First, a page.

My daughter is 14 and no longer wishes to go see her father....it has gotten to the point where she refuses to get in the car....can her father hold me in contempt of court?
3 Answers from Attorneys
Yes, and you need to encourage the visitation. Your non-compliance can land you in jail, cost you custody, or at the least, cost you a lot of legal fees. Make sure your daughter understands the consequences and make sure the visitations occur.
The older the child gets the less the court will enforce a strict visitation schedule. However, your 14 year old does not have the right to decide she simply doesn't want to go. You do not need to feed into her decision. You need to encourage her to go. You may also work with the father to see if perhaps a temporary Saturday/Sunday arrangement may help. As your daughter gets into high school, there will be school events she will want to attend on Friday nights, i.e., football games, basketball games etc. At that time she may need to have some input. I encourage you and the father to work together to find out 1st what the issue is as to her reluctance to visit, and 2nd how to best facilitate visitation. You and the father may be at odds, but when it comes to your daughter, you need to provide a solid front. Otherwise, she will be able to work one against the other. You may want to get the assistance of a family counselor to work with you, your daughter and her father.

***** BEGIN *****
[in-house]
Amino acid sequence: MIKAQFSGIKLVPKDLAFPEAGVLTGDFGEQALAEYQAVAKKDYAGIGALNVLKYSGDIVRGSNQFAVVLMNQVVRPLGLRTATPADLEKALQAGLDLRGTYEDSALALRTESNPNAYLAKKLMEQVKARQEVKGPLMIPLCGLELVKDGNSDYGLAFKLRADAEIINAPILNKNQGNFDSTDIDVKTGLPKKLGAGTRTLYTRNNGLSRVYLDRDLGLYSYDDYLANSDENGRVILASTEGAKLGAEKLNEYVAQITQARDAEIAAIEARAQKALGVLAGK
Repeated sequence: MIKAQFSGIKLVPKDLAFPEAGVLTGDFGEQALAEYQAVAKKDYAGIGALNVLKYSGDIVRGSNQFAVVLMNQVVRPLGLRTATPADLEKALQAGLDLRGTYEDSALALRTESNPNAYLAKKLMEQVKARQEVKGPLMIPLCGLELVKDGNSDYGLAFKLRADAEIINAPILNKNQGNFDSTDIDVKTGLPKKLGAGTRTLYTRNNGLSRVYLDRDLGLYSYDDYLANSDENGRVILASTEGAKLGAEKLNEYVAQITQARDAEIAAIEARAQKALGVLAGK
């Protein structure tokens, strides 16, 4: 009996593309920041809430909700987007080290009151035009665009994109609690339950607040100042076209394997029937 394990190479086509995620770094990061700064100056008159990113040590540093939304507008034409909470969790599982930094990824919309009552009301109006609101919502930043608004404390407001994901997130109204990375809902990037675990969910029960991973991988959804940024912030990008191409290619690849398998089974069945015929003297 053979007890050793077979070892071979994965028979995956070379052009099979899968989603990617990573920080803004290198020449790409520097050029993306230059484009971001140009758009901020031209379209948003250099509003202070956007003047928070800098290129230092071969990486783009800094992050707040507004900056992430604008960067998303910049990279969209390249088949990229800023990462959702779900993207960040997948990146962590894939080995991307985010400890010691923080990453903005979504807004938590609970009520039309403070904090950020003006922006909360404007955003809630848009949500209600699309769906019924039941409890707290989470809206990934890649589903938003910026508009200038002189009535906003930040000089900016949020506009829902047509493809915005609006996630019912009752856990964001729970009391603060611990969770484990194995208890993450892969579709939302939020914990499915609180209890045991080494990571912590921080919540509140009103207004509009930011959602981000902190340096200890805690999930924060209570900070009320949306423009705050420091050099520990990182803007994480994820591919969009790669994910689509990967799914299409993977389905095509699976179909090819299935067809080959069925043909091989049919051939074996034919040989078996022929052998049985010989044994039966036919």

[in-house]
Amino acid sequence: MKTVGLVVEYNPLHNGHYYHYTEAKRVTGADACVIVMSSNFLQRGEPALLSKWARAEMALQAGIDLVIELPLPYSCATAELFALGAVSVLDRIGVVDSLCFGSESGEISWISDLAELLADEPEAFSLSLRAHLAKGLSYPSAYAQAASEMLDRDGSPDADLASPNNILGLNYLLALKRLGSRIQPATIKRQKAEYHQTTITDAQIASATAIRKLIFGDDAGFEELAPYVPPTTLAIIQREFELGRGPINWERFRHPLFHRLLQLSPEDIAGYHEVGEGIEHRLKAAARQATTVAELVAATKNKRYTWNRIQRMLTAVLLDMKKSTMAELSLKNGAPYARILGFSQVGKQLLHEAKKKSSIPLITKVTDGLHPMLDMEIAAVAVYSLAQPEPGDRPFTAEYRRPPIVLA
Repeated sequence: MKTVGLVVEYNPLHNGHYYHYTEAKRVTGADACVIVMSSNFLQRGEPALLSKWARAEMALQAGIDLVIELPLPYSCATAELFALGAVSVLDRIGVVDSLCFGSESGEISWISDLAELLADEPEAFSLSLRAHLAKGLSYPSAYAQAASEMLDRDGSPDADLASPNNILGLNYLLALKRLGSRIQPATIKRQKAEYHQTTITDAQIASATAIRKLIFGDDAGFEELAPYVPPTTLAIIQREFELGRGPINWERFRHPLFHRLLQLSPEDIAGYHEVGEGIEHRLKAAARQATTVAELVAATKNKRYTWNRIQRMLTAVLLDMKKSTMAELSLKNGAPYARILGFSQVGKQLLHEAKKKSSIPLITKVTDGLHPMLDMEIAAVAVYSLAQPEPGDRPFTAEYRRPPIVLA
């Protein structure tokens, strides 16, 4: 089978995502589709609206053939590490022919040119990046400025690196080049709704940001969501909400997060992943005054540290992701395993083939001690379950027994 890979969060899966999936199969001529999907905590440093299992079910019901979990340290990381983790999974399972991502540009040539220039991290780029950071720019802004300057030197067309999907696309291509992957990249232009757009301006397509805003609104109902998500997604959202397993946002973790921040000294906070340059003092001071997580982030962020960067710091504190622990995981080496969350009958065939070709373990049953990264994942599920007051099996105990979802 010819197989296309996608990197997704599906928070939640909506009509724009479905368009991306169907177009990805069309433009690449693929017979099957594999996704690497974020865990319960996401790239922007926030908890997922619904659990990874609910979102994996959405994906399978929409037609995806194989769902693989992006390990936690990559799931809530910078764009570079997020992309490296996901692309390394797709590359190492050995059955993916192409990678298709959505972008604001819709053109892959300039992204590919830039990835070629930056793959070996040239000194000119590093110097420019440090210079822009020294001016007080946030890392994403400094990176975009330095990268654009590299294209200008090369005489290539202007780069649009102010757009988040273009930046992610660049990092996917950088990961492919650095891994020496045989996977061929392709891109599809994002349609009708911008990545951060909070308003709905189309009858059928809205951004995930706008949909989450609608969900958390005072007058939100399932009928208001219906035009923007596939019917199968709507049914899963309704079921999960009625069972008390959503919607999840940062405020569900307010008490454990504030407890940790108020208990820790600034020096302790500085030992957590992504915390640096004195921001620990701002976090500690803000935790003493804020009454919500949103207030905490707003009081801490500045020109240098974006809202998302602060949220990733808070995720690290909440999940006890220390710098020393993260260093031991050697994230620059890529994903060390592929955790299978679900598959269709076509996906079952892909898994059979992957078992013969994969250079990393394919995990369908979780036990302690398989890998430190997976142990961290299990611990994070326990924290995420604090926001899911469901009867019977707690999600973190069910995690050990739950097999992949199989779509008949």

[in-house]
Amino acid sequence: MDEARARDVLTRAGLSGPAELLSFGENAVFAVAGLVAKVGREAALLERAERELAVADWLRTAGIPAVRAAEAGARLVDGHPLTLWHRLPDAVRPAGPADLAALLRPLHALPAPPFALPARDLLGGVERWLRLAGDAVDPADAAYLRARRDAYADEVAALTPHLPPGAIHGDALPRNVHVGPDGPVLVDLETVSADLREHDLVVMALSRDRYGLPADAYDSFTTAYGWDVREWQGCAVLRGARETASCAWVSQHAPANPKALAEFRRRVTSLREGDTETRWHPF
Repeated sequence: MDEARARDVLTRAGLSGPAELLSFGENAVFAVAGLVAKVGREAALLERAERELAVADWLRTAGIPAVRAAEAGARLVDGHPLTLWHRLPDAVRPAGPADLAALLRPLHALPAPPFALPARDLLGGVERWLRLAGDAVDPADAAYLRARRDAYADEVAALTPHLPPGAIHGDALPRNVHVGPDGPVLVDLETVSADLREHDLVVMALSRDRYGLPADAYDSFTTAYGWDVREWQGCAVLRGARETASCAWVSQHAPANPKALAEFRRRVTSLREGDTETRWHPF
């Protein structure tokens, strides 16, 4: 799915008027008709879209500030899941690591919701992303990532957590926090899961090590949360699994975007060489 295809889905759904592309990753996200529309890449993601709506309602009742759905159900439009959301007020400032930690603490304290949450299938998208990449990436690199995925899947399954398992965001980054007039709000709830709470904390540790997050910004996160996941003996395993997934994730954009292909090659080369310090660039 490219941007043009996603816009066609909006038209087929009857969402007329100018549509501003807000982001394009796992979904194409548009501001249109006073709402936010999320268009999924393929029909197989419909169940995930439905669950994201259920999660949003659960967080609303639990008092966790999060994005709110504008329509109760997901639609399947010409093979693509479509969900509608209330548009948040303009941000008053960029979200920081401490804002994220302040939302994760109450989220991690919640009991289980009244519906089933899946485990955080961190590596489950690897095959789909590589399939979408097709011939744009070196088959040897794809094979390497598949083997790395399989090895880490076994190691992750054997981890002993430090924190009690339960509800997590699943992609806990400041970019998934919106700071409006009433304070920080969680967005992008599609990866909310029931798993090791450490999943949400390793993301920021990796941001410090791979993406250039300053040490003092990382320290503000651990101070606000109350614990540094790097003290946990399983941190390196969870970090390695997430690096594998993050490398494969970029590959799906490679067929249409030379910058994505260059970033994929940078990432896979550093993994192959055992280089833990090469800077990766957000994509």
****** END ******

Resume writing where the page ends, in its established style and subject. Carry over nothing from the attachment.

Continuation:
You cannot prevent her from going, nor should you encourage her in any way not to go, as this would give him the right to file a contempt action against you. If she feels strongly enough about it, given her age a modification of visitation may be an option. You would have to file an action against him to modify his visitation, and a Judge may end that visitation if there is a compelling enough reason. However, if she is being a typical teenager and just does not want to go because she is bored, does not like his new wife and kids, wants to stay where her friends are, or just does not like him, a Judge will likely not modify visitation and award him attorney's fees for having to defend the action. Find out why she is being this way and, if the reason is a very good one, sit down with an attorney who is familiar with the court where your case would be pending to find out what your chances are.